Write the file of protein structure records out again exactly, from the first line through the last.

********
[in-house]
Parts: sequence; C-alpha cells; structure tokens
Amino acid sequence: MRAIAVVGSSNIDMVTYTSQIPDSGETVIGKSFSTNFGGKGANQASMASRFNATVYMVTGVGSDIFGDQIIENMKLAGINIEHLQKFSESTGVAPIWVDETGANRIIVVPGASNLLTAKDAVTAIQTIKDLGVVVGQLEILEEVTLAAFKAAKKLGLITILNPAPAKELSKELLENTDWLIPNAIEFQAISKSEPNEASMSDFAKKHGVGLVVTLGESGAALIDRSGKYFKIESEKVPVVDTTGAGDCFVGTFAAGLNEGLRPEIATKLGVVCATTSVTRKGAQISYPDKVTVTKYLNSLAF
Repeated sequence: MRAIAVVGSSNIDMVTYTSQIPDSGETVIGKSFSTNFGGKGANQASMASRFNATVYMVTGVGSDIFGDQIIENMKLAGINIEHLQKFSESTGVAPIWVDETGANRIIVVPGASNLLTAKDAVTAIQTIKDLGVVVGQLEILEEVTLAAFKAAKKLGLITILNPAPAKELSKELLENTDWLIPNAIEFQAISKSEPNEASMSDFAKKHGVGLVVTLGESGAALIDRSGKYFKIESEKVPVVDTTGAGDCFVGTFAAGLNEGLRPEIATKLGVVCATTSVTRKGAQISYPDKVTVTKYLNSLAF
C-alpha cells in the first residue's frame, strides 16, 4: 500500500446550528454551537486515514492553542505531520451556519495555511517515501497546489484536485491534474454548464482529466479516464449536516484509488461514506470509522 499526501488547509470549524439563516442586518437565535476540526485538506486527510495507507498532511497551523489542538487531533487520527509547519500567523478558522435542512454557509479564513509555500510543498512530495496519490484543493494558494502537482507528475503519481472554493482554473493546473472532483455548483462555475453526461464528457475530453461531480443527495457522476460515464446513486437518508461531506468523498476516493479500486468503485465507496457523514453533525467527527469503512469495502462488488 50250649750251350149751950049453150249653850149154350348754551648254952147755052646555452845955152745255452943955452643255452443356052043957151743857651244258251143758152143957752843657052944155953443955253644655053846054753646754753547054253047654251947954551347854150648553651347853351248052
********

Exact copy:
[in-house]
Parts: sequence; C-alpha cells; structure tokens
Amino acid sequence: MRAIAVVGSSNIDMVTYTSQIPDSGETVIGKSFSTNFGGKGANQASMASRFNATVYMVTGVGSDIFGDQIIENMKLAGINIEHLQKFSESTGVAPIWVDETGANRIIVVPGASNLLTAKDAVTAIQTIKDLGVVVGQLEILEEVTLAAFKAAKKLGLITILNPAPAKELSKELLENTDWLIPNAIEFQAISKSEPNEASMSDFAKKHGVGLVVTLGESGAALIDRSGKYFKIESEKVPVVDTTGAGDCFVGTFAAGLNEGLRPEIATKLGVVCATTSVTRKGAQISYPDKVTVTKYLNSLAF
Repeated sequence: MRAIAVVGSSNIDMVTYTSQIPDSGETVIGKSFSTNFGGKGANQASMASRFNATVYMVTGVGSDIFGDQIIENMKLAGINIEHLQKFSESTGVAPIWVDETGANRIIVVPGASNLLTAKDAVTAIQTIKDLGVVVGQLEILEEVTLAAFKAAKKLGLITILNPAPAKELSKELLENTDWLIPNAIEFQAISKSEPNEASMSDFAKKHGVGLVVTLGESGAALIDRSGKYFKIESEKVPVVDTTGAGDCFVGTFAAGLNEGLRPEIATKLGVVCATTSVTRKGAQISYPDKVTVTKYLNSLAF
C-alpha cells in the first residue's frame, strides 16, 4: 500500500446550528454551537486515514492553542505531520451556519495555511517515501497546489484536485491534474454548464482529466479516464449536516484509488461514506470509522 499526501488547509470549524439563516442586518437565535476540526485538506486527510495507507498532511497551523489542538487531533487520527509547519500567523478558522435542512454557509479564513509555500510543498512530495496519490484543493494558494502537482507528475503519481472554493482554473493546473472532483455548483462555475453526461464528457475530453461531480443527495457522476460515464446513486437518508461531506468523498476516493479500486468503485465507496457523514453533525467527527469503512469495502462488488 50250649750251350149751950049453150249653850149154350348754551648254952147755052646555452845955152745255452943955452643255452443356052043957151743857651244258251143758152143957752843657052944155953443955253644655053846054753646754753547054253047654251947954551347854150648553651347853351248052